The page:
Fine heavy media cyclones (using ultra-fine ground magnetite) have been used at a plant in Pennsylvania, USA.   Fine heavy media cyclones are efficient and work well, but are expensive to install and operate due to the complex nature of the media (finely ground magnetite) recovery circuit.  Conventional heavy media uses a magnetite ground to be less than .6 mm, this circuit uses magnetite ground to be less than .1 mm.  To reduce losses of the magnetite (reduce operating costs) a special multi-stage media recovery circuit is required.  This requires more capital and operating costs than a standard circuit. The circuit is also highly susceptible to fluctuations in the feed. 

Air sparged cyclones use a fragile, high cost, special gas permeable metal cylinder.

Air sparged cyclones are variations on conventional froth flotation.  As such they suffer some of the same limitations, i.e., lower efficiency than gravity separation and not all coal is foldable.  They both use chemicals and have to have very clean water.  The chemical use also restricts the amount of water that can be reused without adding other chemicals.


In gravity separation the goal is to separate the particles into groups, those having value and those that do not.  The most efficient processing does this by using a natural difference between one particle and another.  The relative density of the particles is the easiest to use.  For example, coal has a density of 1.5 compared to the non-coal material with a density of 2.3, and gold has a density of 17.6 compared to the average waste of 3.0. For particles whose size is large, this difference is sufficient to allow an easy low cost separating means.  When particles become small in size, other factors, such as shape, make this separation more difficult.   Processing costs are inversely related to the feed particle size.  Coarse particles are easier to process than fine particles.  Because of this, most coal is cleaned at the largest size practical.   Figure 1 shows the normal range of application of mineral processing equipment.   Fine sizes may require multi-stage or sophisticated circuitry.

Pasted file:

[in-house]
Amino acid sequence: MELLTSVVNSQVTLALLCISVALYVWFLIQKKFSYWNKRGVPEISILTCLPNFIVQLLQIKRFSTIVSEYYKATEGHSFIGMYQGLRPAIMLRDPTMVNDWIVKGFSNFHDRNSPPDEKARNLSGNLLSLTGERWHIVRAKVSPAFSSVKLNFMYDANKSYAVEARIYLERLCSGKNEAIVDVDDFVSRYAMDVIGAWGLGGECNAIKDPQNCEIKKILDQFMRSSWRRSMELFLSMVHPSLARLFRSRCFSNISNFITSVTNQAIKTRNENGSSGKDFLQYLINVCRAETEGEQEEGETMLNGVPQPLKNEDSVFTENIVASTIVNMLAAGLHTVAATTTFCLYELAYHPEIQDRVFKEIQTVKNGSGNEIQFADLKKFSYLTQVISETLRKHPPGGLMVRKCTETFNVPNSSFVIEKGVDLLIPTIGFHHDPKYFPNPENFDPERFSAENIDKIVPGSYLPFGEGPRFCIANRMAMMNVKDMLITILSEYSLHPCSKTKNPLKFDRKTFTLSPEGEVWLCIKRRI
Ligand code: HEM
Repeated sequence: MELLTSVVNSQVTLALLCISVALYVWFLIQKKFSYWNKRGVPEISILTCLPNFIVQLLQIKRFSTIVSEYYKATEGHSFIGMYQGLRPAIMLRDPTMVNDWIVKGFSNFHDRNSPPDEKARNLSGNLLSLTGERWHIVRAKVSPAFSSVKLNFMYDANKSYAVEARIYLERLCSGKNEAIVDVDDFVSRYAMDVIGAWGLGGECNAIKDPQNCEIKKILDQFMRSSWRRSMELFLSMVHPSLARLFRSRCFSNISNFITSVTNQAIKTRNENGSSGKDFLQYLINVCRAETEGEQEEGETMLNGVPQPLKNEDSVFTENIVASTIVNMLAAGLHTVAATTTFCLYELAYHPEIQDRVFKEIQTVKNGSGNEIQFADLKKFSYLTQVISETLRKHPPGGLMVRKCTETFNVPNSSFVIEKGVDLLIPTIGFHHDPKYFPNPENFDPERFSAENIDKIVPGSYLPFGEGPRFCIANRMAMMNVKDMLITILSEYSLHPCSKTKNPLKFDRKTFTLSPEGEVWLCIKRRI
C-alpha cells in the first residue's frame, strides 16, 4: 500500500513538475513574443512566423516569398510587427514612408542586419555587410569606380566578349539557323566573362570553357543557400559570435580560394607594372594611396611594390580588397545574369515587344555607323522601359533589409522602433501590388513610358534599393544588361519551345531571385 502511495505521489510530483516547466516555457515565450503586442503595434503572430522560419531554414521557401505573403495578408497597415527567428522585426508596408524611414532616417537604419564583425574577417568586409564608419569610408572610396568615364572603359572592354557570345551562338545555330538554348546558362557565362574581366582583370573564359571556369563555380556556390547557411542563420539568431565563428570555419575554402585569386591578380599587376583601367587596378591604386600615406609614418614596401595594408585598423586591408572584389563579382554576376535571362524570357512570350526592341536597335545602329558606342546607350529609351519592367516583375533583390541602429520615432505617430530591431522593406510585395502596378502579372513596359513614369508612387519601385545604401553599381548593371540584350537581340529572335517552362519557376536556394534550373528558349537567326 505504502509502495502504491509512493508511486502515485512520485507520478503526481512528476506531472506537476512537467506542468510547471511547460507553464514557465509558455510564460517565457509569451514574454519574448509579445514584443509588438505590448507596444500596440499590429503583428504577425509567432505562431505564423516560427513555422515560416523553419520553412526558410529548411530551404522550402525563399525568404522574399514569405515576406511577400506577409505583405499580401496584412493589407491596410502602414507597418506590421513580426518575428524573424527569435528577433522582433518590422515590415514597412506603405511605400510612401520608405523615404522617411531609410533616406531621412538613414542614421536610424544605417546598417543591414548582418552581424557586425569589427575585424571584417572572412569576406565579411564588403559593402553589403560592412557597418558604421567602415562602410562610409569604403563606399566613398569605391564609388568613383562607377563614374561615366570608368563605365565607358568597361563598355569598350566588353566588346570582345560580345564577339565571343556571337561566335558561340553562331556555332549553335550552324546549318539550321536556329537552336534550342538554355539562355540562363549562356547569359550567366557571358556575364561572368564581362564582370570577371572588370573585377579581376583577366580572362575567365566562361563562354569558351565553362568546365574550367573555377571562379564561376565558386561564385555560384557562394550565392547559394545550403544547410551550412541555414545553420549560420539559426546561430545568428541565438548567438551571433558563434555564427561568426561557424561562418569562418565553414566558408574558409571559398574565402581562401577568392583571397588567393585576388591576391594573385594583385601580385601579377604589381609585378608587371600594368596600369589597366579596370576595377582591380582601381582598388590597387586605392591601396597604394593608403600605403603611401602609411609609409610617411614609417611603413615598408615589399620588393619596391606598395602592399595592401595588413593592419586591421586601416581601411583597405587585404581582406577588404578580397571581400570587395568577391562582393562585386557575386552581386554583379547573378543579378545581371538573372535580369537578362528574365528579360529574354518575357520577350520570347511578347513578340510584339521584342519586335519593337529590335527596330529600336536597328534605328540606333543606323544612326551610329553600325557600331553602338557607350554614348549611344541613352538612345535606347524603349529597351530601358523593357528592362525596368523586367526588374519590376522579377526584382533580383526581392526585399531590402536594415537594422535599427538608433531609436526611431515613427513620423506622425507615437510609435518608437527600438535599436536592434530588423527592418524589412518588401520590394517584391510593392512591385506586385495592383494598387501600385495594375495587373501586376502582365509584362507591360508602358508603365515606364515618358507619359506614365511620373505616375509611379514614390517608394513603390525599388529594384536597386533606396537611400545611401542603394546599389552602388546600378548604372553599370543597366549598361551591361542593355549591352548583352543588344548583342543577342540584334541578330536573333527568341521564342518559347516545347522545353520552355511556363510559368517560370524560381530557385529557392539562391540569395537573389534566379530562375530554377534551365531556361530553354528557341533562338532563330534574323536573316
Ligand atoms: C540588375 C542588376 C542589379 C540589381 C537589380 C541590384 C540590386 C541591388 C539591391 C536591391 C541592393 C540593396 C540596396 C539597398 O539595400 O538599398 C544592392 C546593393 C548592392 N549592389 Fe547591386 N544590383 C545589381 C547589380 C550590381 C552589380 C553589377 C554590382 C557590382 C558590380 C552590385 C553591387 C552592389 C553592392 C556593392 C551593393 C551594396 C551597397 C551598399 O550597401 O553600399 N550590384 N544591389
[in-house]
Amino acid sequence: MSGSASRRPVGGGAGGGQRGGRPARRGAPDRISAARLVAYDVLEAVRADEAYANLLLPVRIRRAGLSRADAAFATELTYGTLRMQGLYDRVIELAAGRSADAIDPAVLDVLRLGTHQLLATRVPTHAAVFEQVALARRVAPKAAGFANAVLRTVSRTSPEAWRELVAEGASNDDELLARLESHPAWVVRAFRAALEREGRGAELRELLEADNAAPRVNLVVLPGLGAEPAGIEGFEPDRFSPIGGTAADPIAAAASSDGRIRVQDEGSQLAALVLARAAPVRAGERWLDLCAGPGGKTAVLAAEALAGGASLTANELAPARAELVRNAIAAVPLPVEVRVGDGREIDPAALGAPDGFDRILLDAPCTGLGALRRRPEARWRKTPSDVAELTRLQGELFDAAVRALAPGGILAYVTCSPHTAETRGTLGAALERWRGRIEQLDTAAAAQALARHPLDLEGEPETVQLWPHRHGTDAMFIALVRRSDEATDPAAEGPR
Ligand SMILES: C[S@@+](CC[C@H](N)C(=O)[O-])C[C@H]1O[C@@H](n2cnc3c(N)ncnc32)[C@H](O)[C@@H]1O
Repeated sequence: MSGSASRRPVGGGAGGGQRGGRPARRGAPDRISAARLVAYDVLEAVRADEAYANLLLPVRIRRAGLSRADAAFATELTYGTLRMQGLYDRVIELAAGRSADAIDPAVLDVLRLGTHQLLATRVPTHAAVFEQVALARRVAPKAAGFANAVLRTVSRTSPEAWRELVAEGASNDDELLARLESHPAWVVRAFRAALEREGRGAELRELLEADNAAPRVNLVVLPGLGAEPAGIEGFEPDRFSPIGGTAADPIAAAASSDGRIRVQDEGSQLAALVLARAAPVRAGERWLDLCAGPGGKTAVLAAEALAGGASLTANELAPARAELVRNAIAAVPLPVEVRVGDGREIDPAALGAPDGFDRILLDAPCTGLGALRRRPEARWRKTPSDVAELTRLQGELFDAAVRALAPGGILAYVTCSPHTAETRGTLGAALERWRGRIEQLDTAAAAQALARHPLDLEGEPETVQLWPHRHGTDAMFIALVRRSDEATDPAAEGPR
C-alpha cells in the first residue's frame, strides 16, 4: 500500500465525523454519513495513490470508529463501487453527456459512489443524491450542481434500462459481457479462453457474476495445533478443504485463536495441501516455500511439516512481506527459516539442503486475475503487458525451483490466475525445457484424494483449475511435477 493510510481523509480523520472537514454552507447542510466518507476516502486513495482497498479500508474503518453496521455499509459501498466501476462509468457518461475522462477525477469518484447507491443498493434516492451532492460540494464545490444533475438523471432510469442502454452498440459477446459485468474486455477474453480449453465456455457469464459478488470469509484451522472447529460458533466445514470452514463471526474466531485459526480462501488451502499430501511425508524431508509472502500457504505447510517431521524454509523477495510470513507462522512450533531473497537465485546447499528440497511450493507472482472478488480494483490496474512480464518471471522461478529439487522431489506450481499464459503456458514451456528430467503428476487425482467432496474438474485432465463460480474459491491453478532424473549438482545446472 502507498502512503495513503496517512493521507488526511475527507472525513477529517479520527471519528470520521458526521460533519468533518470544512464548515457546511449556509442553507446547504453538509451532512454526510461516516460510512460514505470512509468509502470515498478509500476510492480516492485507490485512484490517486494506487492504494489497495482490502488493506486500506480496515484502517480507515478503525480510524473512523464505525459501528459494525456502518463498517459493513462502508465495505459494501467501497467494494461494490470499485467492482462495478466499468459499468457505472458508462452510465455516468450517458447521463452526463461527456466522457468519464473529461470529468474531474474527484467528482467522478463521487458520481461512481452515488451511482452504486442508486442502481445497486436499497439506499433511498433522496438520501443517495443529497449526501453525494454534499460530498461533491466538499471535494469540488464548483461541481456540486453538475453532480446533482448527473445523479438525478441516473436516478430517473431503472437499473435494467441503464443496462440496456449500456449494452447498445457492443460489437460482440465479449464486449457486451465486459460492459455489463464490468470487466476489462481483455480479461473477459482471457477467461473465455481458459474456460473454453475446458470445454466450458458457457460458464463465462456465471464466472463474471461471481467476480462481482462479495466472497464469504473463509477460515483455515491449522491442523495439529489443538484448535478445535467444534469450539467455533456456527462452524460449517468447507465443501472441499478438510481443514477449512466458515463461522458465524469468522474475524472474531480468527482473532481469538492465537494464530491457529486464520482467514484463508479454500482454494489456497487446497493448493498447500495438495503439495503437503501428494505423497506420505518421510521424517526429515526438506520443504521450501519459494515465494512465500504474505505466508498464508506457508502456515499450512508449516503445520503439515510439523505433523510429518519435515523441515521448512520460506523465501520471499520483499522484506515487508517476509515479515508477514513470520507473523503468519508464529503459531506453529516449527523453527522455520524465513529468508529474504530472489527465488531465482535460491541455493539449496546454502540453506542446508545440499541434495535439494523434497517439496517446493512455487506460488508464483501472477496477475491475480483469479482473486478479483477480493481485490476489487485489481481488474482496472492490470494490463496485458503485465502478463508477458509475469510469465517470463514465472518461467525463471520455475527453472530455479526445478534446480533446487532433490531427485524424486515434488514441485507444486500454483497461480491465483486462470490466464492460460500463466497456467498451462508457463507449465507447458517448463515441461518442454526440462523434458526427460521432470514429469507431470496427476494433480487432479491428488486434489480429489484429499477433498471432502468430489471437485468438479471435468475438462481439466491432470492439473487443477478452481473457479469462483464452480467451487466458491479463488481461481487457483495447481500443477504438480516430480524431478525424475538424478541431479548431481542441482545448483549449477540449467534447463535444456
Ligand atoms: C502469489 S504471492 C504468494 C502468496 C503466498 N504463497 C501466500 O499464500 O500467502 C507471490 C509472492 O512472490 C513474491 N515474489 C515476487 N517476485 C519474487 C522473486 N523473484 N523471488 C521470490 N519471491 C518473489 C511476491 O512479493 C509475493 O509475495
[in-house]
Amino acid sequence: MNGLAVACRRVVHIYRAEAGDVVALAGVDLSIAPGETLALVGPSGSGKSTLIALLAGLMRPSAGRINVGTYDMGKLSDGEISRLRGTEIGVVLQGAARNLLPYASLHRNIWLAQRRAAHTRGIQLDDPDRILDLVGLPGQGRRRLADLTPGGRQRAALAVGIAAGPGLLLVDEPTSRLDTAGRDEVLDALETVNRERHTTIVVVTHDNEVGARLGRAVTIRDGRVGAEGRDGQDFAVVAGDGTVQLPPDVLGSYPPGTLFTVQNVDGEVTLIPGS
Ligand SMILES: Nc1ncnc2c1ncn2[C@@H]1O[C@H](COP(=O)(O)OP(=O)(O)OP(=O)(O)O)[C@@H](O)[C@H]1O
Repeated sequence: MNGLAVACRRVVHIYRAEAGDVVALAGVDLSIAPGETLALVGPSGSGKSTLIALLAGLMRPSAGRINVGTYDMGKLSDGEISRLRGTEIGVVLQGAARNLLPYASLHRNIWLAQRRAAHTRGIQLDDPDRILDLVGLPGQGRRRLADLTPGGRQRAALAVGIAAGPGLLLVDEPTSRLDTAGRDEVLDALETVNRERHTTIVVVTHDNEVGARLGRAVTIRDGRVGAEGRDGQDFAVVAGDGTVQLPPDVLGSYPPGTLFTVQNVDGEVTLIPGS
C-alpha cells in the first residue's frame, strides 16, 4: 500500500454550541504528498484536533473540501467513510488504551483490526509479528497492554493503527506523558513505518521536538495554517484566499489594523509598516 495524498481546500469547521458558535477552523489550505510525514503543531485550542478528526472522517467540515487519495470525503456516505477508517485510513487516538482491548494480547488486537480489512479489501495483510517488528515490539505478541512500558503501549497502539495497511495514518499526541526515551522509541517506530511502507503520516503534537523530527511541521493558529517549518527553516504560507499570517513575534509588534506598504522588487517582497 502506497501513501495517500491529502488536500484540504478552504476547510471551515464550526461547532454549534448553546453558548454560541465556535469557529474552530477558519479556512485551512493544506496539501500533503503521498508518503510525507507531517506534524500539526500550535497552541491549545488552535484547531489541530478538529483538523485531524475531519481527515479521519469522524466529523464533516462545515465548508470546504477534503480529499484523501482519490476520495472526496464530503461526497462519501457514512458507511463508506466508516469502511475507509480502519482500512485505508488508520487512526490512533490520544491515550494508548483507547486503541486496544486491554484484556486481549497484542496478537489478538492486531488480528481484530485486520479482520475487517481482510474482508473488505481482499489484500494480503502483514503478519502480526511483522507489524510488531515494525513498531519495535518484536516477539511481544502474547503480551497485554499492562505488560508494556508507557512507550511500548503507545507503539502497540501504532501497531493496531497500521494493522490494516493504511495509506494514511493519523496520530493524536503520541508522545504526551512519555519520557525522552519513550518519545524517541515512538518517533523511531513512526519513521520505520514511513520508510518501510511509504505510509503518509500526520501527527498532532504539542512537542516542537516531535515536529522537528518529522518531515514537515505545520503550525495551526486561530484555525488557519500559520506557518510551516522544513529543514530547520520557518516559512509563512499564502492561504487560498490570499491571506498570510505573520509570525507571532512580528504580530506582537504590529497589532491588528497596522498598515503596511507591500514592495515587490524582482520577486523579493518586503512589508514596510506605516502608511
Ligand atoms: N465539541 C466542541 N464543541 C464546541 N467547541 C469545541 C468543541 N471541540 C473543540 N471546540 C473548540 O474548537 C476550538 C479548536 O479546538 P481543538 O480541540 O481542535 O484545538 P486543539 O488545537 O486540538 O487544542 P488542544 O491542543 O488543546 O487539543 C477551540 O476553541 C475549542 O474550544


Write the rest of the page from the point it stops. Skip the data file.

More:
Figure 1 – Range of Applications

 Each type of gravity separating device has a range of application over which it is most efficient.  The above figure (Figure 1) presents the ranges for some of the common equipment types.  Even over the ranges shown, it is often best to use different size equipment for the top and the bottom sizes, an example of this would be dense or heavy media cyclones, where separate cyclones should probably be used for <6mm feed versus >6mm feed.  The selection of the appropriate processing circuit used for any particu­lar minerall is made by: